Over the past year or so, I have been a regular listener to the podcast, Pass the Mic, from the Reformed African American Network and more recently their second podcast, Truth’s Table, that highlights three African American Women. Those two podcasts, and the private Facebook groups associated with RAAN, has been helpful places to hear perspectives about the world from theologically conservative (more theologically conservative than I am most of the time) African Americans. I already lean socially fairly liberal. However, their voices help me to see how much my theology and politics is informed by the lack of diverse voices in my life. (And my own racist attitudes and sin.)

Dyson structures this Tears We Cannot Stop as an extended sermon. The structure is fine, but probably makes more sense in audiobook form (with Dyson narrating) than in print. Initially, this felt like a Christian version of Ta’Nehisi Coates’ book Between the World and Me. It had a similar critique of White America and had some of Dyson’s personal history as well.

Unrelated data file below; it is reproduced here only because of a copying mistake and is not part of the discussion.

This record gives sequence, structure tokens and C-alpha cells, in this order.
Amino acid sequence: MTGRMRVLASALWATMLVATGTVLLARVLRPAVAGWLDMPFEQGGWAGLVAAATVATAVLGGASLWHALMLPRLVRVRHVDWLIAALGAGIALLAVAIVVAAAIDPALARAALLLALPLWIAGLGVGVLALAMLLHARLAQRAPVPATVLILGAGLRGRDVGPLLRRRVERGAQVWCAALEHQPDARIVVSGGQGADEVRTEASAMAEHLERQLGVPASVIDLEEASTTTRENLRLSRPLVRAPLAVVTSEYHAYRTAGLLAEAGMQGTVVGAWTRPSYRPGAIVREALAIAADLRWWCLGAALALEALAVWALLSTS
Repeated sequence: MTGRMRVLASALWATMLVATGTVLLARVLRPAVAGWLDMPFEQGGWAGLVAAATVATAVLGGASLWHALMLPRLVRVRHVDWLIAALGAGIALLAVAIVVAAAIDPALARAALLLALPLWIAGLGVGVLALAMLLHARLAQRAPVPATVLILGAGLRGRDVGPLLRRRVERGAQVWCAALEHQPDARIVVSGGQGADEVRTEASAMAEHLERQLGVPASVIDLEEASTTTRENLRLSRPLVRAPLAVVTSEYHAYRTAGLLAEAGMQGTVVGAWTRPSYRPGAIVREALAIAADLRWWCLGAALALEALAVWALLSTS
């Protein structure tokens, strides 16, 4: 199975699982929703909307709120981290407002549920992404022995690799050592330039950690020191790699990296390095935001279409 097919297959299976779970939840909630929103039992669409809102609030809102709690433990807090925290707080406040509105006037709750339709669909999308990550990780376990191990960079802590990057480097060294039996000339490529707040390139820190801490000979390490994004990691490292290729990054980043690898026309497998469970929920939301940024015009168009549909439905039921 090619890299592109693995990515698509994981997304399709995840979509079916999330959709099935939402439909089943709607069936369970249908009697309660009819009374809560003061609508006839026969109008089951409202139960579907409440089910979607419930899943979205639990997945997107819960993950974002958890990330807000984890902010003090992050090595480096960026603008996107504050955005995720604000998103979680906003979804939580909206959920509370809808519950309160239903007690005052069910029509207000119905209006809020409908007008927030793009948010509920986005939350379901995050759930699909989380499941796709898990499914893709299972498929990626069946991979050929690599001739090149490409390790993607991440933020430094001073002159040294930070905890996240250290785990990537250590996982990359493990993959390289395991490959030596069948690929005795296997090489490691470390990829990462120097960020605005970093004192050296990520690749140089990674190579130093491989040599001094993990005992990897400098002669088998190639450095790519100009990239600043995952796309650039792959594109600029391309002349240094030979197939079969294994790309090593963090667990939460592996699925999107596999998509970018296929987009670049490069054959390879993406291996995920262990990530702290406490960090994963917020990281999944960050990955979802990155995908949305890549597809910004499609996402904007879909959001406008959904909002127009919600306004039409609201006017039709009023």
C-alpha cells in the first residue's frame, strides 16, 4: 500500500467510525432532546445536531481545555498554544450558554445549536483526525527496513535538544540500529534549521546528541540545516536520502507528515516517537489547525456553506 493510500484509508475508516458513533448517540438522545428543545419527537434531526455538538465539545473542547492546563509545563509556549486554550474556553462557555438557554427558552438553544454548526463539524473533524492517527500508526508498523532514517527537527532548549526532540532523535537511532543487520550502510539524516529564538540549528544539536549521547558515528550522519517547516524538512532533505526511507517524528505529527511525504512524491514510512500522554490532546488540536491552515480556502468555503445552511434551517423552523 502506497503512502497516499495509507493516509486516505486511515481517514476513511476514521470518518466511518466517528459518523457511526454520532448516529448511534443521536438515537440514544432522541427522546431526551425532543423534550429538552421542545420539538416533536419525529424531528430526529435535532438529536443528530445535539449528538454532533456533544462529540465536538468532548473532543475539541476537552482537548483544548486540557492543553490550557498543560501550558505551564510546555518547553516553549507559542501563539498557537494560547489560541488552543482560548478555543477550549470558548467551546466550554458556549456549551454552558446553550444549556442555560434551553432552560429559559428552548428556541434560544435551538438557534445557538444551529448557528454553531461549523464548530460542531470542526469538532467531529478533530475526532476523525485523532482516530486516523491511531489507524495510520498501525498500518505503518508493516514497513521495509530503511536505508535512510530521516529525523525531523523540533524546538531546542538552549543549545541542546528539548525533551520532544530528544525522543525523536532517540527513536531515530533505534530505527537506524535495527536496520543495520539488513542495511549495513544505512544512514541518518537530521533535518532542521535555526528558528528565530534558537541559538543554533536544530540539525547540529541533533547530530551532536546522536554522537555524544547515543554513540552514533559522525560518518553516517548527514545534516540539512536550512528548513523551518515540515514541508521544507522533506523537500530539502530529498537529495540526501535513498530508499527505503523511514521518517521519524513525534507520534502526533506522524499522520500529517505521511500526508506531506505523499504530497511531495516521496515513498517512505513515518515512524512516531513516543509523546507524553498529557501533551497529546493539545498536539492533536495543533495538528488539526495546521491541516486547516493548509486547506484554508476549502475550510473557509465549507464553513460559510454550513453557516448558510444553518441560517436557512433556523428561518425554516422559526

The Great Divorce by CS Lewis

I am reposting this 2016 review because the Kindle Edition is on sale for $1.99.
The Great Divorce by CS Lewis Book ReviewSummary: CS Lewis imagines Heaven and Hell.

Fiction is important for working through difficult ideas. I think many people underestimate the power of fiction to help readers understand difficult concepts.

This is my second or third reading of the Great Divorce. Lewis is not writing a systematic theology of heaven and hell and the afterlife. He is instead exploring  some of our preconceptions. Lewis is not only a very talented author, but he has a way of approaching topics that seem to be continuously relevant.

The book opens with the narrator in a great city that is always at dusk. He rides on a bus to what we understand as the gates of heaven. Theologically Lewis is on somewhat shaky ground here. Lewis believes in purgatory, but many of his readers do not. The narrator and the other passengers are being given the opportunity to leave purgatory and enter heaven. But many of them choose to return and for them it will be their eternal hell.